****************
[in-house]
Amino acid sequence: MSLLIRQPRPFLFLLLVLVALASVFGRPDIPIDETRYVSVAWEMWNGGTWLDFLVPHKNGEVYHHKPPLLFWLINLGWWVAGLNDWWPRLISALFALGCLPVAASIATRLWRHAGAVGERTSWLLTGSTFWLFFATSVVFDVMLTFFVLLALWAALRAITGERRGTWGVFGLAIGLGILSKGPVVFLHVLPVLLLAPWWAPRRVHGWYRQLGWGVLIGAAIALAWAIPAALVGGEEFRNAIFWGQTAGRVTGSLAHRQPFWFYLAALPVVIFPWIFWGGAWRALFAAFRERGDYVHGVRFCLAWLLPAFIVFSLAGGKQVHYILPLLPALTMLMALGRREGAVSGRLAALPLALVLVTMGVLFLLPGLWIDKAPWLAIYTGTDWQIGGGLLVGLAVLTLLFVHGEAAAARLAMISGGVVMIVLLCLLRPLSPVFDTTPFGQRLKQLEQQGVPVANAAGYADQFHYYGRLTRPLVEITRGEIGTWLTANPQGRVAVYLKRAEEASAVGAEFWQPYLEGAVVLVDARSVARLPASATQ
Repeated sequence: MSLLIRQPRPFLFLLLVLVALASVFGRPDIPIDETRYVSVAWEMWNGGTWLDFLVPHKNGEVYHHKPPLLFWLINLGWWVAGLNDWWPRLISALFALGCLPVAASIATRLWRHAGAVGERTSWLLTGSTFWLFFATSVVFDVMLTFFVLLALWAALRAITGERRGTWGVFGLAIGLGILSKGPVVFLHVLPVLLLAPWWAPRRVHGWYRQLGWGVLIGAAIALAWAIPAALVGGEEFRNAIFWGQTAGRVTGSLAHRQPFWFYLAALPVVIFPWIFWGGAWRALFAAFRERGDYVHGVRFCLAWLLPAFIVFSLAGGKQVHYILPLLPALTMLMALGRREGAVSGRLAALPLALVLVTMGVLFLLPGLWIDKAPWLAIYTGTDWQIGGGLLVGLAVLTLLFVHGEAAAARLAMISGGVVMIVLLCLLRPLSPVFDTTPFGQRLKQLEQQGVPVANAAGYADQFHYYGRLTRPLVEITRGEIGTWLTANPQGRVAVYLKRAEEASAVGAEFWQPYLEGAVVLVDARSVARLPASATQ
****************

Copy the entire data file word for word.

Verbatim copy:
[in-house]
Amino acid sequence: MSLLIRQPRPFLFLLLVLVALASVFGRPDIPIDETRYVSVAWEMWNGGTWLDFLVPHKNGEVYHHKPPLLFWLINLGWWVAGLNDWWPRLISALFALGCLPVAASIATRLWRHAGAVGERTSWLLTGSTFWLFFATSVVFDVMLTFFVLLALWAALRAITGERRGTWGVFGLAIGLGILSKGPVVFLHVLPVLLLAPWWAPRRVHGWYRQLGWGVLIGAAIALAWAIPAALVGGEEFRNAIFWGQTAGRVTGSLAHRQPFWFYLAALPVVIFPWIFWGGAWRALFAAFRERGDYVHGVRFCLAWLLPAFIVFSLAGGKQVHYILPLLPALTMLMALGRREGAVSGRLAALPLALVLVTMGVLFLLPGLWIDKAPWLAIYTGTDWQIGGGLLVGLAVLTLLFVHGEAAAARLAMISGGVVMIVLLCLLRPLSPVFDTTPFGQRLKQLEQQGVPVANAAGYADQFHYYGRLTRPLVEITRGEIGTWLTANPQGRVAVYLKRAEEASAVGAEFWQPYLEGAVVLVDARSVARLPASATQ
Repeated sequence: MSLLIRQPRPFLFLLLVLVALASVFGRPDIPIDETRYVSVAWEMWNGGTWLDFLVPHKNGEVYHHKPPLLFWLINLGWWVAGLNDWWPRLISALFALGCLPVAASIATRLWRHAGAVGERTSWLLTGSTFWLFFATSVVFDVMLTFFVLLALWAALRAITGERRGTWGVFGLAIGLGILSKGPVVFLHVLPVLLLAPWWAPRRVHGWYRQLGWGVLIGAAIALAWAIPAALVGGEEFRNAIFWGQTAGRVTGSLAHRQPFWFYLAALPVVIFPWIFWGGAWRALFAAFRERGDYVHGVRFCLAWLLPAFIVFSLAGGKQVHYILPLLPALTMLMALGRREGAVSGRLAALPLALVLVTMGVLFLLPGLWIDKAPWLAIYTGTDWQIGGGLLVGLAVLTLLFVHGEAAAARLAMISGGVVMIVLLCLLRPLSPVFDTTPFGQRLKQLEQQGVPVANAAGYADQFHYYGRLTRPLVEITRGEIGTWLTANPQGRVAVYLKRAEEASAVGAEFWQPYLEGAVVLVDARSVARLPASATQ